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D&D 5E Why not Alternity? (Or, will or how might WotC do SF?)

This really seems like the crux of it, to me--the sense that D&D is just essentially perfect as is, and any retrograde design elements or major gaps in its ruleset are actually very good, smart, and intentional, and also who needs power windows in your car when you have these awesome cranks for rolling down the window by hand?
What is the purpose of this? If you find the conversation tiresome then you are not compelled to contribute to it.

Good faith discussion requires the charitable reading. This emphatically is not.
 

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WoTC may have cornered the Fantasy RPG market but it appears for non-fantasy stuff most people go elsewhere. IMHO I think it's likely a long lasting reflex to the glut of D20 (3.x) IP conversions that flooded the market on the early 2000's . . . and didn't do very well - mainly (again IMHO) because the system that was a good fit for a certain type of genre fantasy didn't always translate well to other, IP specific, genres (I'm remembering the likes of Judge Dredd D20 and Call of Cthulhu D20 here).

In particular, except for Mutants and Masterminds (which progressively evolved away from traditional
D&D in most ways) the attempt to use it for superhero games were--underwhelming.
 

I'm not quite sure what you're saying here.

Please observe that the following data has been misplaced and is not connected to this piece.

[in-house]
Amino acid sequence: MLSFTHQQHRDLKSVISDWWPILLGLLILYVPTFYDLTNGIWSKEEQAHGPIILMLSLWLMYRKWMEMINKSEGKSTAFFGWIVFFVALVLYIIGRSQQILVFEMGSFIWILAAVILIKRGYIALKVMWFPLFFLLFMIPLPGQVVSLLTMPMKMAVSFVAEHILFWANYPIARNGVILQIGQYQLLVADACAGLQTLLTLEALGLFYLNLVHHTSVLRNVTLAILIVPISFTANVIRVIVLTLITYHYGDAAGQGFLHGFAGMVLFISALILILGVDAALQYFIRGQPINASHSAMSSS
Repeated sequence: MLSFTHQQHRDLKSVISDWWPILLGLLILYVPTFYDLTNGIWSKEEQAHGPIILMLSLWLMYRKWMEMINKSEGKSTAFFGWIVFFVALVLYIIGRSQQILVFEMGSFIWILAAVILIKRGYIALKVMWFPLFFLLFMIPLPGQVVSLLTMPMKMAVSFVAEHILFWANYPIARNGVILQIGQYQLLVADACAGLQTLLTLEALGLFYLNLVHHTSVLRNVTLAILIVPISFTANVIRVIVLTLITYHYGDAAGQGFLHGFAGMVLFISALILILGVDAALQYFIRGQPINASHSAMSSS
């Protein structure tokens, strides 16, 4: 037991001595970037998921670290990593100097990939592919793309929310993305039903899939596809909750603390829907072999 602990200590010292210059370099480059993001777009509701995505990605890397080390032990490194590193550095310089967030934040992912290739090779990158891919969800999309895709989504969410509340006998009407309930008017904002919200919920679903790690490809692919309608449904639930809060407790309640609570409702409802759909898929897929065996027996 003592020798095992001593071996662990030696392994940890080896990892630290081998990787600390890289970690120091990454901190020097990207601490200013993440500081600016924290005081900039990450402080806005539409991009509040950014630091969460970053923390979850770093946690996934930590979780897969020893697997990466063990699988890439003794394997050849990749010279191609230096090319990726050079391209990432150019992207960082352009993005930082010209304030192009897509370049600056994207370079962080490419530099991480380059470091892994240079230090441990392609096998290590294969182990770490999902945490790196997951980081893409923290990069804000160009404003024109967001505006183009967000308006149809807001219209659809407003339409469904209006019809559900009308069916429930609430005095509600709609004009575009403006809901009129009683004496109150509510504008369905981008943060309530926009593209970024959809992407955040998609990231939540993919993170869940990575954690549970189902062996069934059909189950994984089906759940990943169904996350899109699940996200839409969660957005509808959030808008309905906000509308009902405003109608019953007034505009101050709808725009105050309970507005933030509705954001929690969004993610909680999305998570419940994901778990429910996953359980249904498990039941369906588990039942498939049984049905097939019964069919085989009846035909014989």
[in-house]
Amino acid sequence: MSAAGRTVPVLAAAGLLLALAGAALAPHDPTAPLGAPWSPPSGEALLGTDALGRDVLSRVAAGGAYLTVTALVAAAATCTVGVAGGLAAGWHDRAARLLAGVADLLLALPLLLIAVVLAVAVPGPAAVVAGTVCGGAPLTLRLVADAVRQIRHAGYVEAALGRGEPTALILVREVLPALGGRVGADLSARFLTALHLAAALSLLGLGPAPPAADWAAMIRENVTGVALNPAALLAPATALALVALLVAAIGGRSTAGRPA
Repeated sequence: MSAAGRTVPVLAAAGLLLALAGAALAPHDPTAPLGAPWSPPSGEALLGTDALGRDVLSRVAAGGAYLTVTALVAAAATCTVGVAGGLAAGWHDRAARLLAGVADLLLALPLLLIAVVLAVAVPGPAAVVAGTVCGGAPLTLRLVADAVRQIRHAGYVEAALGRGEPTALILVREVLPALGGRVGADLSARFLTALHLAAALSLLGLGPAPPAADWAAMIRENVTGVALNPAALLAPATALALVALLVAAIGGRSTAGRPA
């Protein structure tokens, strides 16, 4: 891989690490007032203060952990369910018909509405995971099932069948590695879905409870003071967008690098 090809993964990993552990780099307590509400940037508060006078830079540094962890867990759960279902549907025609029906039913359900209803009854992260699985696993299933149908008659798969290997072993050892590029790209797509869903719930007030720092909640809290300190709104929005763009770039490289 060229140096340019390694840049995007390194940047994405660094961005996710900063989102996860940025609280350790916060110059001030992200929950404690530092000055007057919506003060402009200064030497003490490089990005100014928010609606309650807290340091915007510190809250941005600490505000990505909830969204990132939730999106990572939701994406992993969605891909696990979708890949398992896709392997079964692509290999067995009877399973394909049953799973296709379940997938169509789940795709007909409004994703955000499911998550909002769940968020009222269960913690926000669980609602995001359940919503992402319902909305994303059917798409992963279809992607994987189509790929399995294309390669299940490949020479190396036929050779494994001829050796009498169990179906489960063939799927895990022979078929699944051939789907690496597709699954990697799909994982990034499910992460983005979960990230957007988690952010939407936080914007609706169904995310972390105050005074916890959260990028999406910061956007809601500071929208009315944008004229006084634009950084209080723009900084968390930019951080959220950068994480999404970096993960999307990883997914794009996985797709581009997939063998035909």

But in general people seem to argue that combat and social interaction should be viewed similarly. They are not similar however (Social interaction is also the medium through which the game is played, while combat is usually more self-containable). The best social mechanics I've seen (such as Exalted 3rd intimacies system) tend to begin with that recognition.

I'm saying that if "I just want to convince him and roll a D20" is not okay then neither should be "I just want to fight him and roll a D20" yet plenty of people not only want the latter, its often presented that being able to do it is a virtue. And no, I don't think I buy that in terms of game value being able to do one is better or worse than the other.
 

I'm saying that if "I just want to convince him and roll a D20" is not okay then neither should be "I just want to fight him and roll a D20"
Obviously it wouldn't be. I can't think of a single case where a player says "I fight him" and then a skill roll is made.

I'm not sure that's what you meant, but again your meaning was unclear.
 
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Obviously it wouldn't be. I can't think of a single case where a player says "I fight him" and then a skill roll is made.

People have been picking a target, rolling a hit and rolling damage ever since OD&D; they get downright resentful if they actually have to make decisions beyond that in some cases.